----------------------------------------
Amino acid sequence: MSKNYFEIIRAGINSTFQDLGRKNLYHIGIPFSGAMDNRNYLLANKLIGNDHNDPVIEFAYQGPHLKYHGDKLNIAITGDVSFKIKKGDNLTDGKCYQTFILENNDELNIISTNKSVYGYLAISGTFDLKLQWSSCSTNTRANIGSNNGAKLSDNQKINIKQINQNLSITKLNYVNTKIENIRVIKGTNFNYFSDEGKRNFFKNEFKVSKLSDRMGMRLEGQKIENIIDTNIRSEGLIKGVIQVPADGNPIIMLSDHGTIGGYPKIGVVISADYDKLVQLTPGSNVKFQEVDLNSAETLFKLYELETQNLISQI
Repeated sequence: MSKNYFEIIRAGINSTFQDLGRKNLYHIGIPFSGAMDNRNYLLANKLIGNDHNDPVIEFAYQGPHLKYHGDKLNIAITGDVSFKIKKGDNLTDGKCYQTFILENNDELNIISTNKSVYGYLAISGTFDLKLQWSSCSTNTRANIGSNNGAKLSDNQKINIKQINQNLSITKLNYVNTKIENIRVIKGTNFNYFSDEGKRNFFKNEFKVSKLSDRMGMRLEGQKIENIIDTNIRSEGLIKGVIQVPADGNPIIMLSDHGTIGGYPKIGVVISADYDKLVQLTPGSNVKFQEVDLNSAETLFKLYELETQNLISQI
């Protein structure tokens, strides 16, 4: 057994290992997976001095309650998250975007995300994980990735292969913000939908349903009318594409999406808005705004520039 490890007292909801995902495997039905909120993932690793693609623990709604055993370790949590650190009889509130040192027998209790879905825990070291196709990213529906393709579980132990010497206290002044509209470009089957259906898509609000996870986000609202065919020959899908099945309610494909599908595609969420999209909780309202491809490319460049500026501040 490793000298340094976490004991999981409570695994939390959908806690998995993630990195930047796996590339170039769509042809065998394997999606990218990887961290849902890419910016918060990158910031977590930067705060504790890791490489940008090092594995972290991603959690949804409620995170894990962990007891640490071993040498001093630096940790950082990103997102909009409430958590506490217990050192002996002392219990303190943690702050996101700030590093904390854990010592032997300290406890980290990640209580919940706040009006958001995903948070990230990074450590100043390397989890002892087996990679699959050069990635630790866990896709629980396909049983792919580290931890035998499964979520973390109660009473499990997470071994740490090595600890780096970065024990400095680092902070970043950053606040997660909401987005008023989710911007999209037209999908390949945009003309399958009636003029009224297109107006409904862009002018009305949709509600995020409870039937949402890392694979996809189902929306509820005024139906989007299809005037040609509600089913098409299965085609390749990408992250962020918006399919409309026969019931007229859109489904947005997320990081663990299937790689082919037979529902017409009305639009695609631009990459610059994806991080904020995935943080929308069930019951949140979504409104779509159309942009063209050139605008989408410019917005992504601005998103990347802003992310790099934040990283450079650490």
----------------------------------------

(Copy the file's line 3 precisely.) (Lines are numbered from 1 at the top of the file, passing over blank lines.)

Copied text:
């Protein structure tokens, strides 16, 4: 057994290992997976001095309650998250975007995300994980990735292969913000939908349903009318594409999406808005705004520039 490890007292909801995902495997039905909120993932690793693609623990709604055993370790949590650190009889509130040192027998209790879905825990070291196709990213529906393709579980132990010497206290002044509209470009089957259906898509609000996870986000609202065919020959899908099945309610494909599908595609969420999209909780309202491809490319460049500026501040 490793000298340094976490004991999981409570695994939390959908806690998995993630990195930047796996590339170039769509042809065998394997999606990218990887961290849902890419910016918060990158910031977590930067705060504790890791490489940008090092594995972290991603959690949804409620995170894990962990007891640490071993040498001093630096940790950082990103997102909009409430958590506490217990050192002996002392219990303190943690702050996101700030590093904390854990010592032997300290406890980290990640209580919940706040009006958001995903948070990230990074450590100043390397989890002892087996990679699959050069990635630790866990896709629980396909049983792919580290931890035998499964979520973390109660009473499990997470071994740490090595600890780096970065024990400095680092902070970043950053606040997660909401987005008023989710911007999209037209999908390949945009003309399958009636003029009224297109107006409904862009002018009305949709509600995020409870039937949402890392694979996809189902929306509820005024139906989007299809005037040609509600089913098409299965085609390749990408992250962020918006399919409309026969019931007229859109489904947005997320990081663990299937790689082919037979529902017409009305639009695609631009990459610059994806991080904020995935943080929308069930019951949140979504409104779509159309942009063209050139605008989408410019917005992504601005998103990347802003992310790099934040990283450079650490």